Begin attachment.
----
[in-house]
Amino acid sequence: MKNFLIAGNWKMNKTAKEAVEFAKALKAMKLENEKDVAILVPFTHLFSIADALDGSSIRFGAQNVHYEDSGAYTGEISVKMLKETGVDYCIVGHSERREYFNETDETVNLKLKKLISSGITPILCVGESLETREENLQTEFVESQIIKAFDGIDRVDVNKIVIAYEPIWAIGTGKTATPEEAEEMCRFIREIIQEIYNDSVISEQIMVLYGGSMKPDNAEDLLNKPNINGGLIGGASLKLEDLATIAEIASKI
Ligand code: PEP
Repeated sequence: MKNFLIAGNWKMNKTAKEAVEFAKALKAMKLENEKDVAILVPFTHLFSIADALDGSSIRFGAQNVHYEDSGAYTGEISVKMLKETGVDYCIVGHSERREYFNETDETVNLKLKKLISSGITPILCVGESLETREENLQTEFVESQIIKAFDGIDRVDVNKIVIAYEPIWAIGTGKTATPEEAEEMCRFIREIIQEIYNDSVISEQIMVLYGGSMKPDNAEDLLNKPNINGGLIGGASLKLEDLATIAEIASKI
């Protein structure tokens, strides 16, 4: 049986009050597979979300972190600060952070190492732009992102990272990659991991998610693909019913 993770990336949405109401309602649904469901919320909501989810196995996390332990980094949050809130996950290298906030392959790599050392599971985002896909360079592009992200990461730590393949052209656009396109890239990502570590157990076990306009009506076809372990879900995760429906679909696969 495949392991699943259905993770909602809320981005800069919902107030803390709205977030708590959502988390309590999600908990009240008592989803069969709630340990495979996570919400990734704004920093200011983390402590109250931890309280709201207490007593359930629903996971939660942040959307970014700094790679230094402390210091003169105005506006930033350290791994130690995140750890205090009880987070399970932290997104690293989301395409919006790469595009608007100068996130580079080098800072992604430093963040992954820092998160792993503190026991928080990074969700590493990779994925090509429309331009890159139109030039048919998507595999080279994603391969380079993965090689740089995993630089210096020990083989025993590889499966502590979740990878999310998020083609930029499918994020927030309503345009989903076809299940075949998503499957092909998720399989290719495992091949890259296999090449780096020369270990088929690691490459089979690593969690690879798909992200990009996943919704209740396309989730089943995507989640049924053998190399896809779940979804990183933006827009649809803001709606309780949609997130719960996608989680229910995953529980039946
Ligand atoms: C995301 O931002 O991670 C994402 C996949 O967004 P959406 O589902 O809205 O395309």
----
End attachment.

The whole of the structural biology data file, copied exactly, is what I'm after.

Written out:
[in-house]
Amino acid sequence: MKNFLIAGNWKMNKTAKEAVEFAKALKAMKLENEKDVAILVPFTHLFSIADALDGSSIRFGAQNVHYEDSGAYTGEISVKMLKETGVDYCIVGHSERREYFNETDETVNLKLKKLISSGITPILCVGESLETREENLQTEFVESQIIKAFDGIDRVDVNKIVIAYEPIWAIGTGKTATPEEAEEMCRFIREIIQEIYNDSVISEQIMVLYGGSMKPDNAEDLLNKPNINGGLIGGASLKLEDLATIAEIASKI
Ligand code: PEP
Repeated sequence: MKNFLIAGNWKMNKTAKEAVEFAKALKAMKLENEKDVAILVPFTHLFSIADALDGSSIRFGAQNVHYEDSGAYTGEISVKMLKETGVDYCIVGHSERREYFNETDETVNLKLKKLISSGITPILCVGESLETREENLQTEFVESQIIKAFDGIDRVDVNKIVIAYEPIWAIGTGKTATPEEAEEMCRFIREIIQEIYNDSVISEQIMVLYGGSMKPDNAEDLLNKPNINGGLIGGASLKLEDLATIAEIASKI
């Protein structure tokens, strides 16, 4: 049986009050597979979300972190600060952070190492732009992102990272990659991991998610693909019913 993770990336949405109401309602649904469901919320909501989810196995996390332990980094949050809130996950290298906030392959790599050392599971985002896909360079592009992200990461730590393949052209656009396109890239990502570590157990076990306009009506076809372990879900995760429906679909696969 495949392991699943259905993770909602809320981005800069919902107030803390709205977030708590959502988390309590999600908990009240008592989803069969709630340990495979996570919400990734704004920093200011983390402590109250931890309280709201207490007593359930629903996971939660942040959307970014700094790679230094402390210091003169105005506006930033350290791994130690995140750890205090009880987070399970932290997104690293989301395409919006790469595009608007100068996130580079080098800072992604430093963040992954820092998160792993503190026991928080990074969700590493990779994925090509429309331009890159139109030039048919998507595999080279994603391969380079993965090689740089995993630089210096020990083989025993590889499966502590979740990878999310998020083609930029499918994020927030309503345009989903076809299940075949998503499957092909998720399989290719495992091949890259296999090449780096020369270990088929690691490459089979690593969690690879798909992200990009996943919704209740396309989730089943995507989640049924053998190399896809779940979804990183933006827009649809803001709606309780949609997130719960996608989680229910995953529980039946
Ligand atoms: C995301 O931002 O991670 C994402 C996949 O967004 P959406 O589902 O809205 O395309």